As well as being an important source of practical guidance in minimising the risks of trade mark infringement in fashion and other industries that use non-distinctive style names in this way, this is a good example of the Court recognising a specific industry practice with the benefit of the right evidence (with the opinion of Triangl’s fashion and cosmetics industry-focused expert being preferred).
The finding that evidence from the internet archive The Wayback Machine of third party websites was admissible for this purpose is a key authority for trade mark cases, given other recent adverse decisions in this area and the importance of The Wayback Machine evidence in many brand disputes.
Recognition of the online retail environment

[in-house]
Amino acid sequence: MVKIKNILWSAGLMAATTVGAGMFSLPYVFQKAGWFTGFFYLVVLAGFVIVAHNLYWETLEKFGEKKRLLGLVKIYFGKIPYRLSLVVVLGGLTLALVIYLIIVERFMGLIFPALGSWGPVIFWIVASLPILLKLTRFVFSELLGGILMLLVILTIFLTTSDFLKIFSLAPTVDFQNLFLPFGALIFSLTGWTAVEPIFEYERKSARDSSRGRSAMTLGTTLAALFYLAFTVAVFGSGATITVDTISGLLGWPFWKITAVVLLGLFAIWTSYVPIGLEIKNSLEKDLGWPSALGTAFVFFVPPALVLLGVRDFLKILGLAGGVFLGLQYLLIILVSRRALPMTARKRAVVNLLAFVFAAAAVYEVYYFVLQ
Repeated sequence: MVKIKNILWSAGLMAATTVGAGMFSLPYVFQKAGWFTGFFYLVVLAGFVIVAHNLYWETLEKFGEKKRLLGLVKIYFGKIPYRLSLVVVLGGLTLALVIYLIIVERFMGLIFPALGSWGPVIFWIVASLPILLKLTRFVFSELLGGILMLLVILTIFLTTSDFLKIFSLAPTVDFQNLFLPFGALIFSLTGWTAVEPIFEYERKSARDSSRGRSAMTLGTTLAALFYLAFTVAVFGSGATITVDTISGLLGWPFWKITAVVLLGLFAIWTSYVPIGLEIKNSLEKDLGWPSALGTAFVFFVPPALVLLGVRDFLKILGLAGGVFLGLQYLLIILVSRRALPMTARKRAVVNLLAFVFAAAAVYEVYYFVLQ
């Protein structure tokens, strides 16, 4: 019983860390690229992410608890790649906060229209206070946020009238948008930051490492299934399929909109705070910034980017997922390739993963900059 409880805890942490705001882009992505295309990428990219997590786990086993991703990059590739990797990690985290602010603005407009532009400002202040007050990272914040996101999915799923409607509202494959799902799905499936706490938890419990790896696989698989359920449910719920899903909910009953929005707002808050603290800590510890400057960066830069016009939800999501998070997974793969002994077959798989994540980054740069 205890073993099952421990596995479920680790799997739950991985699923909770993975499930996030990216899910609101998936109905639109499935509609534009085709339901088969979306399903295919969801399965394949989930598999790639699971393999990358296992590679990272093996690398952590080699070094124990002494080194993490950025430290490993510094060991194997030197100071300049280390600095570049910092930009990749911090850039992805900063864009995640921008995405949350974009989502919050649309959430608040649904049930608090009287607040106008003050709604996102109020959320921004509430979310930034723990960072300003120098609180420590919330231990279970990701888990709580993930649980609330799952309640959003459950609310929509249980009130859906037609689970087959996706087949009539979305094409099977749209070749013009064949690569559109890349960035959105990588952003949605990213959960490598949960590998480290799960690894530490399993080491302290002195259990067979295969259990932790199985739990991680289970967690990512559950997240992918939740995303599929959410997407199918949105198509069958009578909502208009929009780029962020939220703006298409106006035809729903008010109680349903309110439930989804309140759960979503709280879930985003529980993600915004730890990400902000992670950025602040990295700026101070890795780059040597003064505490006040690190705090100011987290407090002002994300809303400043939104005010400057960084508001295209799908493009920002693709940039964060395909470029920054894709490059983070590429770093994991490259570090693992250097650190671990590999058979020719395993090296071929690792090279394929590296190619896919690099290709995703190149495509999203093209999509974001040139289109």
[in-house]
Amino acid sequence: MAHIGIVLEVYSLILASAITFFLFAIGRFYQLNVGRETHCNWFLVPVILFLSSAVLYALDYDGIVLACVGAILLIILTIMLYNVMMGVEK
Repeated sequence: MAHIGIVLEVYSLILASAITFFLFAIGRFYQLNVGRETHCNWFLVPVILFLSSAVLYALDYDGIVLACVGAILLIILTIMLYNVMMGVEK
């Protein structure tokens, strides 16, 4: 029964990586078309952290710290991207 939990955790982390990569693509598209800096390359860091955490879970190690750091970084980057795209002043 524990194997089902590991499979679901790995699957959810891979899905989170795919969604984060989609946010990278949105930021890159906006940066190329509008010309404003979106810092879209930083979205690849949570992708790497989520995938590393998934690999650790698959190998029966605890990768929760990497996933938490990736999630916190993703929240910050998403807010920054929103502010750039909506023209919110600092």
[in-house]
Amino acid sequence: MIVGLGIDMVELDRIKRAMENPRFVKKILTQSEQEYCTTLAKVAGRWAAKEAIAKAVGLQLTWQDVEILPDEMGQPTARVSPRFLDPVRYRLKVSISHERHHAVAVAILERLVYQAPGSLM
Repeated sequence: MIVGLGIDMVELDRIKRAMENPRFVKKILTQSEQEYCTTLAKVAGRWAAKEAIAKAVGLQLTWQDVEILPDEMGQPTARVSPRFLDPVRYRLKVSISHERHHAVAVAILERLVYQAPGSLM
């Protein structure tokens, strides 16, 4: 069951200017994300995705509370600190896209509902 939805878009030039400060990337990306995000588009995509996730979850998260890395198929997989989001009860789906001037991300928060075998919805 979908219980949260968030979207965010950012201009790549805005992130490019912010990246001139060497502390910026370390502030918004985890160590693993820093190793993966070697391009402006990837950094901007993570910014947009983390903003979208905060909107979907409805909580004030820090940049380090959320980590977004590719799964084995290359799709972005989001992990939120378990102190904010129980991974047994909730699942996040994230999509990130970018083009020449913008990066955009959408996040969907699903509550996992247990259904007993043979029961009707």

Underlying the finding that there was no trade mark use, and no trade mark infringement, is recognition by the Court of how consumers actually understand and interact with e-commerce platforms. Part of the reasoning supporting the admissibility of The Wayback Machine evidence was the recognition that a product listing on an online store is much more than just an ad – it “sets out the essential terms of the proposed transaction, which will be completed if the consumer clicks on another button on the website and provides his or her credit card details”. For that reason, the Court found that the product listing page should be treated as a business record for the purposes of the business records exception to the hearsay rule in the Evidence Act.